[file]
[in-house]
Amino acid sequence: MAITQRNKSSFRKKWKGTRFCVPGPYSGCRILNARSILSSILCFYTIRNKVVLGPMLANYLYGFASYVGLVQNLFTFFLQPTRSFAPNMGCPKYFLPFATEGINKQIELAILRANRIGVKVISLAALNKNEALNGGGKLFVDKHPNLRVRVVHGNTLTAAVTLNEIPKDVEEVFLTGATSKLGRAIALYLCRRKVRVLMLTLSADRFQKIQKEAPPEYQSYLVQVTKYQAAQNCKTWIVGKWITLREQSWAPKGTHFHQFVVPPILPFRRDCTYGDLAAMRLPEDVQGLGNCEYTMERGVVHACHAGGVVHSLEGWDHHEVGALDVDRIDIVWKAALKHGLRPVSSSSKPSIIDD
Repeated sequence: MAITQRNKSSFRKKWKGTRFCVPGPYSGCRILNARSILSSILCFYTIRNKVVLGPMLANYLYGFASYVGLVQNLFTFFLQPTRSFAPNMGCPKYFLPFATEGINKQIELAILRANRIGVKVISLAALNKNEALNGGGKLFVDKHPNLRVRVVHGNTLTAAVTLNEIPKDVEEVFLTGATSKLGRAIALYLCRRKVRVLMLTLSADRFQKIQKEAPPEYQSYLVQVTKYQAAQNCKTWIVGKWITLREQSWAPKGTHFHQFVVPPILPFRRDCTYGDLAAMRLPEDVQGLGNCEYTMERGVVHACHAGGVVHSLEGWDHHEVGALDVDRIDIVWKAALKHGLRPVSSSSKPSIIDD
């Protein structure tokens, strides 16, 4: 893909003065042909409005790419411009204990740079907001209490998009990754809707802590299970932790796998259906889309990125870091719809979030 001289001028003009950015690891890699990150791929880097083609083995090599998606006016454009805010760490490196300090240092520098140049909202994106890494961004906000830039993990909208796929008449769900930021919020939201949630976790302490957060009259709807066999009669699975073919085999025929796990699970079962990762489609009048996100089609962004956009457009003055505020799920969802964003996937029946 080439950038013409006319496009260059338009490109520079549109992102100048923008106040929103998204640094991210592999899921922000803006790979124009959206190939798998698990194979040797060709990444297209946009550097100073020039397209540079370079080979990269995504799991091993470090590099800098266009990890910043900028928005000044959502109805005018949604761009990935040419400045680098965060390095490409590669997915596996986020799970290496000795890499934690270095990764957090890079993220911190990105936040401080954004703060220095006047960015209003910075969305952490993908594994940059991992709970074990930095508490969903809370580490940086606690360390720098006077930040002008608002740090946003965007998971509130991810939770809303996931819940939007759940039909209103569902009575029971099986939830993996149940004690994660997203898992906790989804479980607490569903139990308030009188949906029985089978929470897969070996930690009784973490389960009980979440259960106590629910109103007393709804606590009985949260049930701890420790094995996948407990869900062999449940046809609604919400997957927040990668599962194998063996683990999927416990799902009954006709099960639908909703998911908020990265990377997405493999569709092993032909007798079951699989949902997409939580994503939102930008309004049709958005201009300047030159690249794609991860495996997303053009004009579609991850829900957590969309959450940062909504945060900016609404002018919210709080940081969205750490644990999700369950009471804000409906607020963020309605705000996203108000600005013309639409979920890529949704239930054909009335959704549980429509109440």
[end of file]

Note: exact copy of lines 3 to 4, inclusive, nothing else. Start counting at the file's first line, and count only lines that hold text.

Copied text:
Repeated sequence: MAITQRNKSSFRKKWKGTRFCVPGPYSGCRILNARSILSSILCFYTIRNKVVLGPMLANYLYGFASYVGLVQNLFTFFLQPTRSFAPNMGCPKYFLPFATEGINKQIELAILRANRIGVKVISLAALNKNEALNGGGKLFVDKHPNLRVRVVHGNTLTAAVTLNEIPKDVEEVFLTGATSKLGRAIALYLCRRKVRVLMLTLSADRFQKIQKEAPPEYQSYLVQVTKYQAAQNCKTWIVGKWITLREQSWAPKGTHFHQFVVPPILPFRRDCTYGDLAAMRLPEDVQGLGNCEYTMERGVVHACHAGGVVHSLEGWDHHEVGALDVDRIDIVWKAALKHGLRPVSSSSKPSIIDD
């Protein structure tokens, strides 16, 4: 893909003065042909409005790419411009204990740079907001209490998009990754809707802590299970932790796998259906889309990125870091719809979030 001289001028003009950015690891890699990150791929880097083609083995090599998606006016454009805010760490490196300090240092520098140049909202994106890494961004906000830039993990909208796929008449769900930021919020939201949630976790302490957060009259709807066999009669699975073919085999025929796990699970079962990762489609009048996100089609962004956009457009003055505020799920969802964003996937029946 080439950038013409006319496009260059338009490109520079549109992102100048923008106040929103998204640094991210592999899921922000803006790979124009959206190939798998698990194979040797060709990444297209946009550097100073020039397209540079370079080979990269995504799991091993470090590099800098266009990890910043900028928005000044959502109805005018949604761009990935040419400045680098965060390095490409590669997915596996986020799970290496000795890499934690270095990764957090890079993220911190990105936040401080954004703060220095006047960015209003910075969305952490993908594994940059991992709970074990930095508490969903809370580490940086606690360390720098006077930040002008608002740090946003965007998971509130991810939770809303996931819940939007759940039909209103569902009575029971099986939830993996149940004690994660997203898992906790989804479980607490569903139990308030009188949906029985089978929470897969070996930690009784973490389960009980979440259960106590629910109103007393709804606590009985949260049930701890420790094995996948407990869900062999449940046809609604919400997957927040990668599962194998063996683990999927416990799902009954006709099960639908909703998911908020990265990377997405493999569709092993032909007798079951699989949902997409939580994503939102930008309004049709958005201009300047030159690249794609991860495996997303053009004009579609991850829900957590969309959450940062909504945060900016609404002018919210709080940081969205750490644990999700369950009471804000409906607020963020309605705000996203108000600005013309639409979920890529949704239930054909009335959704549980429509109440």